How will new accounting standards for leases impact financial reporting?January 03, 2018
Michael Young, CPA, MBA
Last February, the Financial Accounting Standards Board (FASB) issued a set of new guidance for the accounting of leasing arrangements. In a previous article, we discussed the changing definition of lease agreements. In this article, we’ll outline various ways these new standards will impact companies’ year-end balance sheets and financial reporting processes.
Impact on year-end balance sheets
Under the new guidance, companies will now have to recognize assets and related liabilities on their balance sheets on—barring rare exception—each and every one of their leasing arrangements. The right of use (ROU) asset and related lease liability will be at the present value of payments tied to the lease agreement. These changes primarily apply to lessees. For lessors, the balance sheet requirements are relatively unchanged. One change for lessors will be that, depending on the circumstances, the related asset being leased out may go from property, plant and equipment on the balance sheet to a new account titled “net investment in lease.”
While the new leasing standard will significantly impact most companies’ balance sheets, there are certain exceptions of which business leaders should be aware. A number of lease arrangements are exempt from the new guidance, including leases related to inventory; construction in progress (CIP); intangible assets; or use of natural resources or biological assets, and any lease arrangements lasting 12 months or less (short term leases).
Changes to lease classification
Under existing guidance (ASC 840), leases are reviewed on a lease-by-lease basis to determine whether the risk and rewards of the leasing arrangement and the use of the assets included in the lease changed hands as part of the agreement. Currently, the rules are: If the risk and rewards were transferred, the lease would be defined as capital lease (or finance lease), and assets and related liabilities would be reported on the balance sheet of the lessee. If the risk and rewards were not transferred, the lease is defined as an operating lease – and all expenses related to the lease appear only on the lessee’s income statement.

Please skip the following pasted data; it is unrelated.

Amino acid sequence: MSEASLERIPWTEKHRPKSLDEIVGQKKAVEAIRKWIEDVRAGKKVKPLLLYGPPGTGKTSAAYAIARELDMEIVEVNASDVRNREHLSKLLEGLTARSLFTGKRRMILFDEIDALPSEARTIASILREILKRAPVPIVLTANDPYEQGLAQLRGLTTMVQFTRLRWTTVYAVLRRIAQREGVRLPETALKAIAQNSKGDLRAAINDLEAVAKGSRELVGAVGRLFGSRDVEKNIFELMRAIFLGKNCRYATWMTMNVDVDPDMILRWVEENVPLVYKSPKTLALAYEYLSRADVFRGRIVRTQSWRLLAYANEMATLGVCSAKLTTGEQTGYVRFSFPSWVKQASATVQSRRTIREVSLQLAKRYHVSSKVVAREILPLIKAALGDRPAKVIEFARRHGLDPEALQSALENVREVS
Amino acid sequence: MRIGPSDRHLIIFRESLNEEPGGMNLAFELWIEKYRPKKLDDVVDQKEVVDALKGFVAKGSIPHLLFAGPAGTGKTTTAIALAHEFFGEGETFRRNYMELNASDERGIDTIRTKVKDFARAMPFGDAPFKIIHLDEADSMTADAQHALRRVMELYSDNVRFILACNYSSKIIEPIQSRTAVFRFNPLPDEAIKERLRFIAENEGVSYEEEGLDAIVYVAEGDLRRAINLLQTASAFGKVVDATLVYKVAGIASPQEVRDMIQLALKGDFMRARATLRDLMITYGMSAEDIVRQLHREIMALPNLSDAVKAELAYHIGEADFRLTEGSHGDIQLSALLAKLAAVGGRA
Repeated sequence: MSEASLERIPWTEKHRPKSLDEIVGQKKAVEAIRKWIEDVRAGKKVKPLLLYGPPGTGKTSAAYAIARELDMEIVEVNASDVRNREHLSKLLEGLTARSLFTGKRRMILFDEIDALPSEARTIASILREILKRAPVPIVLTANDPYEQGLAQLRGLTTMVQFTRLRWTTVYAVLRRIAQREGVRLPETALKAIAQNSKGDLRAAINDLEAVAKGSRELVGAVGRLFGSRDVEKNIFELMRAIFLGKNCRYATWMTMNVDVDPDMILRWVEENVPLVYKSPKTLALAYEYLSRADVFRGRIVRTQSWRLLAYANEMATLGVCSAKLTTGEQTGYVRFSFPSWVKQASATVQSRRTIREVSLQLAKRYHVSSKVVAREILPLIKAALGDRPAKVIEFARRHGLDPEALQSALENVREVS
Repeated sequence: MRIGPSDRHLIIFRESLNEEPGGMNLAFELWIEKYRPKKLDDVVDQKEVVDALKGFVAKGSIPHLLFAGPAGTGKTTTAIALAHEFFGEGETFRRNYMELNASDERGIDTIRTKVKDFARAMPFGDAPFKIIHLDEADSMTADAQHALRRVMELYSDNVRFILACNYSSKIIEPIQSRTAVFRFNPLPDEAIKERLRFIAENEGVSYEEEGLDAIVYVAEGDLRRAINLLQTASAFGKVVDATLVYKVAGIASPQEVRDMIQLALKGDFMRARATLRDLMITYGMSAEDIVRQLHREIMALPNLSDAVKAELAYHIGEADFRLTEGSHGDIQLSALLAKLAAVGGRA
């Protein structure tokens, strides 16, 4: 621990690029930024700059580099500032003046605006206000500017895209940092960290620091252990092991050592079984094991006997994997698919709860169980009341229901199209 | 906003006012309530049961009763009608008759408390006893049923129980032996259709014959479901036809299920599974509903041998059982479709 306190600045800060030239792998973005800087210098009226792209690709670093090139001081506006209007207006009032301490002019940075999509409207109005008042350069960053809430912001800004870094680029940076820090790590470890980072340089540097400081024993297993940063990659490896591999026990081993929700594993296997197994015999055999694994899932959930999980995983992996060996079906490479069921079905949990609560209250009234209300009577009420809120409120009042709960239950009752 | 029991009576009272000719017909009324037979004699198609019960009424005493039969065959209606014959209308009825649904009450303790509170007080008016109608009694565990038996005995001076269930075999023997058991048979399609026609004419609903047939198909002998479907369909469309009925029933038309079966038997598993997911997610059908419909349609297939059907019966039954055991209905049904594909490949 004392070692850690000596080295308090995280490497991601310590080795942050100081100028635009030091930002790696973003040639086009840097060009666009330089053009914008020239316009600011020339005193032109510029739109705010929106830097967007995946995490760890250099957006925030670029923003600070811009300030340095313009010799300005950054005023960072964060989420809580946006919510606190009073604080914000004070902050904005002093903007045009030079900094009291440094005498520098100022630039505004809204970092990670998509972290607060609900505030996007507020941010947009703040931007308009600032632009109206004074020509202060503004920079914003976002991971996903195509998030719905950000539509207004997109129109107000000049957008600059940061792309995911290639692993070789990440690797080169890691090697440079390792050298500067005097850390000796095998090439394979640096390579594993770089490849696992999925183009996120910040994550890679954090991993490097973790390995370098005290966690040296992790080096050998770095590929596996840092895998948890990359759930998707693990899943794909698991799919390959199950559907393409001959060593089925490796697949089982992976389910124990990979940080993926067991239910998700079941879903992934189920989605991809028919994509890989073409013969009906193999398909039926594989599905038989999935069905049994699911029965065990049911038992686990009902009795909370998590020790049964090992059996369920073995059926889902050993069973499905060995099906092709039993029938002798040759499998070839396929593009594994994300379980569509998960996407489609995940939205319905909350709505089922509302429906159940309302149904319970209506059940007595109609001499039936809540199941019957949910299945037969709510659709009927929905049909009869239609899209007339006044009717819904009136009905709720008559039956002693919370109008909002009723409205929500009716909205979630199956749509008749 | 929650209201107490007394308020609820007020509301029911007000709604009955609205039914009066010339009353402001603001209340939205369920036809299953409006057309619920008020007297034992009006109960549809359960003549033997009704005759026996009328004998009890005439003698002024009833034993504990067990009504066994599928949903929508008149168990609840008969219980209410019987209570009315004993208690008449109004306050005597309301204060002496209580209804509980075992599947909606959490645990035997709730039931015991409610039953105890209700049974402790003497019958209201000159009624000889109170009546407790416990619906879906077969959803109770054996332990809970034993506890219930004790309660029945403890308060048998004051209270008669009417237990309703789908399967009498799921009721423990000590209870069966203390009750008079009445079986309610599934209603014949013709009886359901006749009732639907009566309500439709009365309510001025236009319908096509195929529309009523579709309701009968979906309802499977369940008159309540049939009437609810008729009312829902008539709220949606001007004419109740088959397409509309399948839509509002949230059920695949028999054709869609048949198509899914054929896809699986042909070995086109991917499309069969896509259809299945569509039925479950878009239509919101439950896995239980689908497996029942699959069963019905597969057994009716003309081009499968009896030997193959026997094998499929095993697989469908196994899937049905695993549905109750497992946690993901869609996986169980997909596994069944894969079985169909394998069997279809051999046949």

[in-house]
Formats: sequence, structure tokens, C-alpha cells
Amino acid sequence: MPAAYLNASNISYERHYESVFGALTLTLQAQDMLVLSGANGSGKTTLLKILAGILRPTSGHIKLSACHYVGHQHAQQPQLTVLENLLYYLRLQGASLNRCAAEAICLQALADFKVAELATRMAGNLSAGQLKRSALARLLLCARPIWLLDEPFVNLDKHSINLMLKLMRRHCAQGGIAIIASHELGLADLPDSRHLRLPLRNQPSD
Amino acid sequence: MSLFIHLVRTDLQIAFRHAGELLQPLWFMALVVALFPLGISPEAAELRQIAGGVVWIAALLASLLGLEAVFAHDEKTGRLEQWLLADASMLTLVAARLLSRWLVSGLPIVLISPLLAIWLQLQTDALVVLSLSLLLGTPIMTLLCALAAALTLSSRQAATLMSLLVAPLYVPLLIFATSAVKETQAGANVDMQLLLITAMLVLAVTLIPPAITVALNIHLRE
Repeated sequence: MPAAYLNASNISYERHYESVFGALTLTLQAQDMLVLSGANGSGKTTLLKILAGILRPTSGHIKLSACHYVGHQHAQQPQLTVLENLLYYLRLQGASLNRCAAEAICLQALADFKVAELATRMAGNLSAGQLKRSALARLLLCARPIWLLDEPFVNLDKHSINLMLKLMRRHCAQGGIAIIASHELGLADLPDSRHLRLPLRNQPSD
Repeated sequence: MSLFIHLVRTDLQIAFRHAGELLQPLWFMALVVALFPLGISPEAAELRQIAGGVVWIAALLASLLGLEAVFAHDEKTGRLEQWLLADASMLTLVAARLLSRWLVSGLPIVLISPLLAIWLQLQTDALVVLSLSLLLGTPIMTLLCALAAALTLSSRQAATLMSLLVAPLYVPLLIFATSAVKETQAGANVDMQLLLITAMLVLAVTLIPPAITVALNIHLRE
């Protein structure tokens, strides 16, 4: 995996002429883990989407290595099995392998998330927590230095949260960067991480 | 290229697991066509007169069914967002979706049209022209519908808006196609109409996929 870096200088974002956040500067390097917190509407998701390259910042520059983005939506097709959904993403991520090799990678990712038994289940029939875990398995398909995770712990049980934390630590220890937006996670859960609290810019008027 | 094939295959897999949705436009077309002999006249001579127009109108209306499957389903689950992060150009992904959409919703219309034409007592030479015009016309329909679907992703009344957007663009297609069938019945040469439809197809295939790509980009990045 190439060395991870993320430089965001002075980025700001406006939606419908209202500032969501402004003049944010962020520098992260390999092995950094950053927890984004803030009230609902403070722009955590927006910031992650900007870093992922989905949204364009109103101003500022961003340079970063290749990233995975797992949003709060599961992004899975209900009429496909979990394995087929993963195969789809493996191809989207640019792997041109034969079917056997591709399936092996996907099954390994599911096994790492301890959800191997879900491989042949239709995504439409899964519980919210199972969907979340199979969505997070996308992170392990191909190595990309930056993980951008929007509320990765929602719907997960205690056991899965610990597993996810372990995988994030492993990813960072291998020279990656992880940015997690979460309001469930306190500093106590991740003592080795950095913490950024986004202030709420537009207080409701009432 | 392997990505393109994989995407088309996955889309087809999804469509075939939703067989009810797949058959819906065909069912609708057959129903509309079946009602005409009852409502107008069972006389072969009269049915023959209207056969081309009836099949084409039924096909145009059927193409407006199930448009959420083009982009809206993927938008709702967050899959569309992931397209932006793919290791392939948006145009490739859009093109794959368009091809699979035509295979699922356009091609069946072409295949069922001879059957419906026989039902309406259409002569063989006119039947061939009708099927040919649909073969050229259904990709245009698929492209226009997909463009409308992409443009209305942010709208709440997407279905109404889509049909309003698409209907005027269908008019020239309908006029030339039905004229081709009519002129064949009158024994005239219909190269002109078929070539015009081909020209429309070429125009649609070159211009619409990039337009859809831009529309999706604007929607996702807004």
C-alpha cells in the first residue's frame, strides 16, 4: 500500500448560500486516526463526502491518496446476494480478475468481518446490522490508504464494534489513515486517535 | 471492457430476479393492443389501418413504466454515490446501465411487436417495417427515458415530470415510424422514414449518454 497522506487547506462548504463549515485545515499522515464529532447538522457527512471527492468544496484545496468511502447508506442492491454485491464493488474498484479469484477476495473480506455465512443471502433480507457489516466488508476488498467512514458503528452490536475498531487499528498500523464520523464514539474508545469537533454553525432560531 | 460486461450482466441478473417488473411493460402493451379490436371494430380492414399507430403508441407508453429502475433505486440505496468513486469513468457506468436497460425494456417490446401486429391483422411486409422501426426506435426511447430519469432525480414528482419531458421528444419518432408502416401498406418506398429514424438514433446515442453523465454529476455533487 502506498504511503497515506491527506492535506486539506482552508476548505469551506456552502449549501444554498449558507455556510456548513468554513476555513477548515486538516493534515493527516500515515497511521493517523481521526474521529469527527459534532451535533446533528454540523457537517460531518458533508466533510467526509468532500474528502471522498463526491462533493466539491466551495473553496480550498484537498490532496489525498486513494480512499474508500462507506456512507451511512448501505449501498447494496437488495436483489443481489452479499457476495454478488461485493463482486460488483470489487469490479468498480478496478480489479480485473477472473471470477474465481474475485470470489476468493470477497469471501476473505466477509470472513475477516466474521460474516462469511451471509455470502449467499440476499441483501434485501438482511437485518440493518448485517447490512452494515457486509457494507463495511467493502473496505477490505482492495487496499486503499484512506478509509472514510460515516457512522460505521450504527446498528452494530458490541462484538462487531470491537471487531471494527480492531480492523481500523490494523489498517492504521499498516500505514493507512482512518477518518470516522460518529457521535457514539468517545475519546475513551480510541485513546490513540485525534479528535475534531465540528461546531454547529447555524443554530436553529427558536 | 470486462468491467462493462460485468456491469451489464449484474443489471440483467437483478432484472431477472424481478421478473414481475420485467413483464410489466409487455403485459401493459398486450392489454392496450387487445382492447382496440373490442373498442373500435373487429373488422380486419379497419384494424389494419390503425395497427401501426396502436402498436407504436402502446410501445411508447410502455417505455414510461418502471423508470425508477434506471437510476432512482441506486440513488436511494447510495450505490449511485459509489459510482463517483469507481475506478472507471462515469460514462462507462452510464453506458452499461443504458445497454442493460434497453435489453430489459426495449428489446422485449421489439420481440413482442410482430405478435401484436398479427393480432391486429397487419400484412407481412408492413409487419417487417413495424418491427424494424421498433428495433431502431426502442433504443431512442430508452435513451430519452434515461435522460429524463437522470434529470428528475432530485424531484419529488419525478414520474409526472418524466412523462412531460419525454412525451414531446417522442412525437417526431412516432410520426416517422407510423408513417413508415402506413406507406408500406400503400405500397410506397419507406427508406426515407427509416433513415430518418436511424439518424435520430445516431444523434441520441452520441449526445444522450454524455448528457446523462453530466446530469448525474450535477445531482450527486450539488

From an accounting standpoint, unless leases included certain items such as a bargain purchase option—in other words, an option to purchase the asset below existing market rates—or other factors, many leases are currently defined as operating leases. Many industries have used this practice to their advantage in the past. For example, several major airlines opted to lease aircrafts rather than owning them outright. Even though these airlines used their leased airplanes on a regular basis, they were defined as operating leases, meaning the use of the assets and related liabilities were not reflected on their balance sheet. As a result, the readers of the related financial statements were not getting a full picture of the costs incurred by these entities in running their businesses.
In an effort to “provide users with a comprehensive understanding of the costs of property essential to a reporting entity’s operations and how those costs were funded,” the new standards will change this common practice going forward.
Under ASC 842, companies will still be required to classify leasing arrangements as either a finance or operating lease – but both types of leases will be shown on the company’s year-end balance sheet. Under the new guidance, any of the following five criteria for leases would require the lease to be defined as a finance lease:
- The lease transfers ownership of the underlying asset to the lessee by the end of the lease term.
- The agreement grants the lessee an option to purchase the underlying asset that the lessee is reasonably certain to exercise.
- The lease term is for the major part of the remaining economic life of the underlying assets
a. Note: If the commencement of the lease is near the end of the economic life of the asset, this criteria shall not be used for classification.
- Present value of the sum of the lease payments, and any residual value guaranteed by the lessee that is not already reflected in the lease payments, equals or exceeds substantially all of the fair value of the underlying asset.
- The underlying asset is of such a specialized nature that it is expected to have no alternative use to the lessor at the end of the lease term.
If none of these criteria are met, the lease arrangement—under the new guidance—will be defined as an operating lease.
Companies should start planning for these new standards now.
While this new guidance does not take effect until calendar year 2019 (for public entities) — and not until 2020 for non-public entities — companies would be wise to start thinking about these changes immediately.
Depending on the industry a company operates in, adapting to the new guidance could be a significant undertaking as certain industries have more lease agreements than others. Therefore, all companies should start to take inventory of any existing lease agreements in place as a starting point to address the new leasing standards.
If you have further questions regarding accounting for leases under Section 842 of U.S. Generally Accepted Accounting Principles, please contact Michael Young, Audit Director, BlumShapiro, at 401-330-2706 or email@example.com.
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